Tim Padgett is the Americas editor for Miami NPR affiliate WLRN, covering Latin America, the Caribbean and their key relationship with South Florida.
Padgett has reported on Latin America for more than 30 years - including for Newsweek as its Mexico City bureau chief and for Time as its Latin America and Miami bureau chief - from the end of Central America's civil wars to the current normalization of U.S.-Cuba relations. He has interviewed more than 20 heads of state.
In 2005, Padgett received Columbia University’s Maria Moors Cabot Prize for his body of work in Latin America. In 2016 he won a national Edward R. Murrow award for the radio series "The Migration Maze," about the brutal causes of - and potential solutions to - Central American migration.
Padgett is an Indiana native and a graduate of Wabash College. He received a master's degree in journalism from Northwestern University's Medill School and studied in Caracas, Venezuela, at the Universidad Católica Andrés Bello. Hehas been an adult literacy volunteer and is a member of the Catholic poverty aid organization St. Vincent de Paul.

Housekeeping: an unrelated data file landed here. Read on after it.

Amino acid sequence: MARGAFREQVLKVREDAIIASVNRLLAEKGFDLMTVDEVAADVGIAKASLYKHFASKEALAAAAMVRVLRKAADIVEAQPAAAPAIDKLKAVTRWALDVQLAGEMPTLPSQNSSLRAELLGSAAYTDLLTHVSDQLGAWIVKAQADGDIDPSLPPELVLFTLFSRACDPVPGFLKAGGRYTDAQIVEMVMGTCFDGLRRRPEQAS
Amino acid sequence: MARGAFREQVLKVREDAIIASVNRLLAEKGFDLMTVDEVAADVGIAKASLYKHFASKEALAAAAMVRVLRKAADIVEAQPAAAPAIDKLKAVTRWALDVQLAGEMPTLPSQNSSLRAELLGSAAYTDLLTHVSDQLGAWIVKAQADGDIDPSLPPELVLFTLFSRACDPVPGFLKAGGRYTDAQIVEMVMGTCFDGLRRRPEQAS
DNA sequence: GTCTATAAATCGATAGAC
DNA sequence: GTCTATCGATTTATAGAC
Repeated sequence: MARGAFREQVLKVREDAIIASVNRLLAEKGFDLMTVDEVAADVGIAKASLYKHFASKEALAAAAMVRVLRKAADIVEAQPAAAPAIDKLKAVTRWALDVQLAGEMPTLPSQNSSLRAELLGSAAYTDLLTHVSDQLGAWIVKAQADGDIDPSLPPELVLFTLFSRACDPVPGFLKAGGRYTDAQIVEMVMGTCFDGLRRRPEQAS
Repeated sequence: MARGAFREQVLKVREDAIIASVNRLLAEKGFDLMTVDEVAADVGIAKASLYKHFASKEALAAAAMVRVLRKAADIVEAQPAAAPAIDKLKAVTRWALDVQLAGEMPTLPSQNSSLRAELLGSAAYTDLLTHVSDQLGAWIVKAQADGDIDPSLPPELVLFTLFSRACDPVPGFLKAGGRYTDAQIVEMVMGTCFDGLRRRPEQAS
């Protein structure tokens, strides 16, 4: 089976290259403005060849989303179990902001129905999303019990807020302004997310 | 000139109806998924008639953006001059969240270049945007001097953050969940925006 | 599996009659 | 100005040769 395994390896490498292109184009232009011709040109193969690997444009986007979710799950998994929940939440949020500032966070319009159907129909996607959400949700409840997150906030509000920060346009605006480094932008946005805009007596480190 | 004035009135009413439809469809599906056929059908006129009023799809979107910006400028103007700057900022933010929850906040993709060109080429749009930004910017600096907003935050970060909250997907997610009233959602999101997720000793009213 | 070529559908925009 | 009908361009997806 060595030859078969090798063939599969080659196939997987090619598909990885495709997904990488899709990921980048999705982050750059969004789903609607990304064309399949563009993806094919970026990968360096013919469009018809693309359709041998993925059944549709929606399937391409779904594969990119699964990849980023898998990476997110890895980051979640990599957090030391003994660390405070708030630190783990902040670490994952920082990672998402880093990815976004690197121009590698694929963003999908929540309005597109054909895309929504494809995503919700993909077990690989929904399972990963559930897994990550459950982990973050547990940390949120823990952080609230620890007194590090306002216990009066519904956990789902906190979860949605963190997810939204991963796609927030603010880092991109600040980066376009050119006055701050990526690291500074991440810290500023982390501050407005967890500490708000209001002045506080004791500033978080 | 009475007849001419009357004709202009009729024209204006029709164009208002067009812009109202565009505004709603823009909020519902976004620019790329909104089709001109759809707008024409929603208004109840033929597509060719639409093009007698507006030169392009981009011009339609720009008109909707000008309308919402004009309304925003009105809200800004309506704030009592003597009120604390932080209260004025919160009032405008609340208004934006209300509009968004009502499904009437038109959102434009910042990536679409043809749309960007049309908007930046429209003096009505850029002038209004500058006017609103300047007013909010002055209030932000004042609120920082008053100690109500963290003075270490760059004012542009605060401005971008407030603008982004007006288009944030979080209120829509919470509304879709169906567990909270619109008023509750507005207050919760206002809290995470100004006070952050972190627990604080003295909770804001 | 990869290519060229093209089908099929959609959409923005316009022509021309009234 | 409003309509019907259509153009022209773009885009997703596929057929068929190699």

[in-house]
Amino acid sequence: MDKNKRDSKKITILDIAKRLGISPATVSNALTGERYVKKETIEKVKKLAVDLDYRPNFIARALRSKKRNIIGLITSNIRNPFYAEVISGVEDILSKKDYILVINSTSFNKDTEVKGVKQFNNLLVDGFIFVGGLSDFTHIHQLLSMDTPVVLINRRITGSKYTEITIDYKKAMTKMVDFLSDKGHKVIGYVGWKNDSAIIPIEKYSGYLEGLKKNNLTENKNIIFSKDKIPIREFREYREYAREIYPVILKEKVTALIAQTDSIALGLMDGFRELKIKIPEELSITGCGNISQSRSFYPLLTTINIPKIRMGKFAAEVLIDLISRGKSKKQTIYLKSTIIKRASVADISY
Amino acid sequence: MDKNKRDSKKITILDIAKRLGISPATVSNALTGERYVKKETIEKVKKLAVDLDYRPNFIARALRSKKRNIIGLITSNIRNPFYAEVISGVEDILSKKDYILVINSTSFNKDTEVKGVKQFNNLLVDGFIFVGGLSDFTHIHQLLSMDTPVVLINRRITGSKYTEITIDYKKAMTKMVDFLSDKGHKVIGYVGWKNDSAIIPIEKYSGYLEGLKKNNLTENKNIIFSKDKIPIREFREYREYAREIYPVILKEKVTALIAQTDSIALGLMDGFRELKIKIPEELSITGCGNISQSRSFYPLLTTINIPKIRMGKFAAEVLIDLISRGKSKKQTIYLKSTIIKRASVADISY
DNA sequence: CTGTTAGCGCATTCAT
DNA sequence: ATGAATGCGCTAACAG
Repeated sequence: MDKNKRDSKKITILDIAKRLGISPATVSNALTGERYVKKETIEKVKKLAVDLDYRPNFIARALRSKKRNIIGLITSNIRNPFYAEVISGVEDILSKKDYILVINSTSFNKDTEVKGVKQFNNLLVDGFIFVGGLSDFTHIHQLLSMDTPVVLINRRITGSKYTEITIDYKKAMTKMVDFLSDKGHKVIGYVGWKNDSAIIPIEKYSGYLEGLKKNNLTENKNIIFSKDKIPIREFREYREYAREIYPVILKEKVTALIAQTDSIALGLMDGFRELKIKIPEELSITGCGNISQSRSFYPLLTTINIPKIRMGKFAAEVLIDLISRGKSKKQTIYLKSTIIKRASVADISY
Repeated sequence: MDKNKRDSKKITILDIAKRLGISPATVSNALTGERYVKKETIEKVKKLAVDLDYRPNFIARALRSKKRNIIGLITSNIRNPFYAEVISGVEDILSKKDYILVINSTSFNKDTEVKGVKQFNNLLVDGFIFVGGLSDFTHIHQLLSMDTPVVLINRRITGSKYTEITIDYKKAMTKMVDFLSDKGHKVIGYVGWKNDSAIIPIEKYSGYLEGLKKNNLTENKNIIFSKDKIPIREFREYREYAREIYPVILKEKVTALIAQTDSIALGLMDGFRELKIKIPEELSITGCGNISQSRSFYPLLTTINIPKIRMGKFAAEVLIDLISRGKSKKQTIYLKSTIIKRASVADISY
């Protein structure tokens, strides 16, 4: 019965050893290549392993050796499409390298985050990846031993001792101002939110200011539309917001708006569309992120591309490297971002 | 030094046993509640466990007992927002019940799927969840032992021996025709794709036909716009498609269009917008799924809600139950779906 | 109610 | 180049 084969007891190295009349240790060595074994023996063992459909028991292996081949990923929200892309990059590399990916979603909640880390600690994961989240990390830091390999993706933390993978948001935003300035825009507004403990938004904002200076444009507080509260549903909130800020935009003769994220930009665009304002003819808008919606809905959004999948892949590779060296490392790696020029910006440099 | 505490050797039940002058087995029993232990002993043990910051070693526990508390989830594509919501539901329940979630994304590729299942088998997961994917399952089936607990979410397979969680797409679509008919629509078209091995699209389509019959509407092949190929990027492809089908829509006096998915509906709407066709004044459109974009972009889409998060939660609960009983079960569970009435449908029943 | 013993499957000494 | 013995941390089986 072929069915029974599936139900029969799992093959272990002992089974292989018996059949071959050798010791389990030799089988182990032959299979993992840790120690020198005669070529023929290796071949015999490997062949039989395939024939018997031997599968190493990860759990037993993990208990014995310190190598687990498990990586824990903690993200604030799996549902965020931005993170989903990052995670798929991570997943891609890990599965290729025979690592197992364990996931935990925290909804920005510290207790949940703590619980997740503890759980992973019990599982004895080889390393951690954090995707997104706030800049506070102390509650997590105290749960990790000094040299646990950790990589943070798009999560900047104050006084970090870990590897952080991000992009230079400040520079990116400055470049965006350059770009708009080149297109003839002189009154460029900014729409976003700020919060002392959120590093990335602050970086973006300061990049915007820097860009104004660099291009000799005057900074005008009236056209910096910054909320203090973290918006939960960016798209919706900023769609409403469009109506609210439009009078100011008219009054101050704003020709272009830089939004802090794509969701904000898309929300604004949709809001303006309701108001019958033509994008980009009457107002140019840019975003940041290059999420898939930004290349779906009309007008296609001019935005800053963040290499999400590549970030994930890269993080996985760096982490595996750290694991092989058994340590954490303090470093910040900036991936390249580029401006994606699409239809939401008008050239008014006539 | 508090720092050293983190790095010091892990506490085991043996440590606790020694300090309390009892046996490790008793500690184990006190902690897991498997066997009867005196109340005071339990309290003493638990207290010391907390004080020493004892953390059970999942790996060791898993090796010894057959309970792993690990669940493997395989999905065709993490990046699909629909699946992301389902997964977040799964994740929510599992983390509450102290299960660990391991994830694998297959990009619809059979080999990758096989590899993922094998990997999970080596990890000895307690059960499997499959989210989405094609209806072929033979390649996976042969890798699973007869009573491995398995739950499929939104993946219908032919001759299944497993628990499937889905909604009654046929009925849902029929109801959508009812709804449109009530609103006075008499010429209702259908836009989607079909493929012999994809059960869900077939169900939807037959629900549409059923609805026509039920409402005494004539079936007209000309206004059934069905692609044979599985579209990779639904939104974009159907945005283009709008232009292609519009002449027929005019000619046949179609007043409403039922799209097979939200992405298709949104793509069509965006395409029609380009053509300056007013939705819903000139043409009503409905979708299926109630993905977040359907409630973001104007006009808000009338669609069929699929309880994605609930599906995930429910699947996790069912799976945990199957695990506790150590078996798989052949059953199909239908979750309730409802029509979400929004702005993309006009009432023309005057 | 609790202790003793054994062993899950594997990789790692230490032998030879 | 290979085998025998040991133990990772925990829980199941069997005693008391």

The wave of migrants trying to reach the U.S. hasn't stopped, but in a major change, Mexico is rounding them up and sending them home before they reach the U.S. border.
Cuba needs the Internet to rebuild its ragged economy. That's why fledgling private businesspeople are traveling to Miami to learn how to do business online.
Latin economies thrived when prices for raw commodities soared. But with those prices down sharply, the region is hurting owing to a lack of high-tech and other cutting-edge industries.